The S.C. Department of Health and Environmental Control is one of 10 organizations nationwide to receive a Center for Disease Control and Prevention grant to improve the state’s capacity for birth defects surveillance.
The $1.5 million grant from the CDC’s National Center on Birth Defects and Developmental Disabilities will be awarded during a five-year period to the South Carolina Birth Defects Program overseen by DHEC.
“While we know about the birth defects that are identified prior to birth or identified soon after delivery during the neonatal period, unfortunately, there are a large number of defects that are missed unless we check with pediatricians' offices, prenatal offices, and other health care settings,” Vinita Oberoi Leedom, manager of the state program, said in a news release. “Finding and counting these defects will help our state better estimate how many people have birth defects, connect them to services, and help make a difference through research. This grant will help us to do that."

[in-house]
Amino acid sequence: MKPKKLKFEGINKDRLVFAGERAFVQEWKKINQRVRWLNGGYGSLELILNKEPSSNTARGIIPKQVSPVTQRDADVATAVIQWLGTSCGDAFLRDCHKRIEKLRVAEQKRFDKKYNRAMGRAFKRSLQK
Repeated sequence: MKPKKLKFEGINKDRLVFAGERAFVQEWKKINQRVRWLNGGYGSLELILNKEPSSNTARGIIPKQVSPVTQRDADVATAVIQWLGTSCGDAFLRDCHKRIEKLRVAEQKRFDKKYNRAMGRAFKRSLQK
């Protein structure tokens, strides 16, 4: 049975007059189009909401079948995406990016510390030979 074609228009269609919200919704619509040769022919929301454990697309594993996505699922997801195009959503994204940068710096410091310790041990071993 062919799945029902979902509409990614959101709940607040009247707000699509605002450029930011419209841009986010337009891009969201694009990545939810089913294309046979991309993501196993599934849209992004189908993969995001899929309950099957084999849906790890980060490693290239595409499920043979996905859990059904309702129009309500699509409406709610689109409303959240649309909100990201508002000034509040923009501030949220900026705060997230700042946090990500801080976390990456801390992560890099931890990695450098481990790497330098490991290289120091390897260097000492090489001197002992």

The SCBDP works with health care providers across the state to identify birth defects in pregnant women and in children under age two who have been admitted to the hospital. That data is used to monitor birth defects totals and to refer families to services.
Dr. Sherri Taylor, maternal fetal medicine specialist at Prisma Health, said she sees thousands of patients a year who have high-risk pregnancies.
“This is a great opportunity for providers and the department of public health to partner so we can gain knowledge about statewide rates of birth defects,” said Taylor, who serves on the SCBDP advisory council. “Physicians will be able to tell families how common certain birth defects are in our state. We will have better data, can design better programs based on that data, and offer improved counseling for all of our patients.”
More information is available in the South Carolina Birth Defects Resource Guide (.pdf) or on the CDC website.o